Nicholas Lemann: What does our interest in gossip say about us?

This is nothing new, Lemann says.
  • Transcript


Nicholas Lemann: First of all a lot of these things it was effervesce. If you go to the . . . I don’t know who took the picture, but you know if you go to the Library of Congress web site, Thomas, which is very good, or, and there’s a site within that called American Memory that has these huge photo archives. And there’s all these wonderful pictures in there from the 1930s, the Depression era, of newsstands. And if you look at these pictures, you will see it’s 90 percent, or maybe 98 percent celebrity gossip and sensational crime. That’s kind of what people are interested in. There was never a time when there was a mass audience for journalism whose primary interest was sort of sober-sided public affairs reporting. So I just think it’s human nature, and you could say it’s the sort of democratic and classless nature of American society. Except if you go to class-ridden UK, the same very intense interest exists there.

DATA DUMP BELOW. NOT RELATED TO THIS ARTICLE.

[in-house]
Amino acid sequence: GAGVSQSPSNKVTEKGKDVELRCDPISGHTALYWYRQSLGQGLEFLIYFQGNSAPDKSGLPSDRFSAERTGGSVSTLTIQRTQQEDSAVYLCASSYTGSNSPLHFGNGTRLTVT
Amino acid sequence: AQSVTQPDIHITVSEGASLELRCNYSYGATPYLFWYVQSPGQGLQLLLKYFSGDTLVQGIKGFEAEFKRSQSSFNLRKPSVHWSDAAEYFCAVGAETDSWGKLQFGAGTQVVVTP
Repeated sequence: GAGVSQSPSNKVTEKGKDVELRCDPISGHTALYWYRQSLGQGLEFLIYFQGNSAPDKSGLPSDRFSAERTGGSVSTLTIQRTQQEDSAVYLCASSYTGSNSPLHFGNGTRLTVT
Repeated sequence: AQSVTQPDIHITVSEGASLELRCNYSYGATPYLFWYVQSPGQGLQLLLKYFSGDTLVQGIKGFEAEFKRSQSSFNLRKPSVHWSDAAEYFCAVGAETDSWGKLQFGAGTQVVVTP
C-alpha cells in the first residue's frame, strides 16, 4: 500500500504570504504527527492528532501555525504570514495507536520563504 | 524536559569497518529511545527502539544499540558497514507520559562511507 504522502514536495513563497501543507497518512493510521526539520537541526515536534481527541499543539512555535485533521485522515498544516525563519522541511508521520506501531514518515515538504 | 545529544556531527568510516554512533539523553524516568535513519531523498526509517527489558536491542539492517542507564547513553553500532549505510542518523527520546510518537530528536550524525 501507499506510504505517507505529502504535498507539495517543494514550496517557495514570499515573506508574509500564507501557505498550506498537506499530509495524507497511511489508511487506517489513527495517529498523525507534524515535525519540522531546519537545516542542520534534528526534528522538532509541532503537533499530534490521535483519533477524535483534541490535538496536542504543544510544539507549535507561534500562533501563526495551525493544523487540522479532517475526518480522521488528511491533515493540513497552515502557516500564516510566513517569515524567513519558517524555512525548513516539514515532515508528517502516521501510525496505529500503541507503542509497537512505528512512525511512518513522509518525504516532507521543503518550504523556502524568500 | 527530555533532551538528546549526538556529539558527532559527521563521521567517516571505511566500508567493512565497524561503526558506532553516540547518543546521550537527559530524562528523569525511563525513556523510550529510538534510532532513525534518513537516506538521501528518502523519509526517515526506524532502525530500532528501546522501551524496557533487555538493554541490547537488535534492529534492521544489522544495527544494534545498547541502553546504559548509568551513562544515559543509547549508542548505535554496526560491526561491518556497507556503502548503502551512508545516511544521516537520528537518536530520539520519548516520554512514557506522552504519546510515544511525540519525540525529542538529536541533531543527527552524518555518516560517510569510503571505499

Recorded on: 11/30/07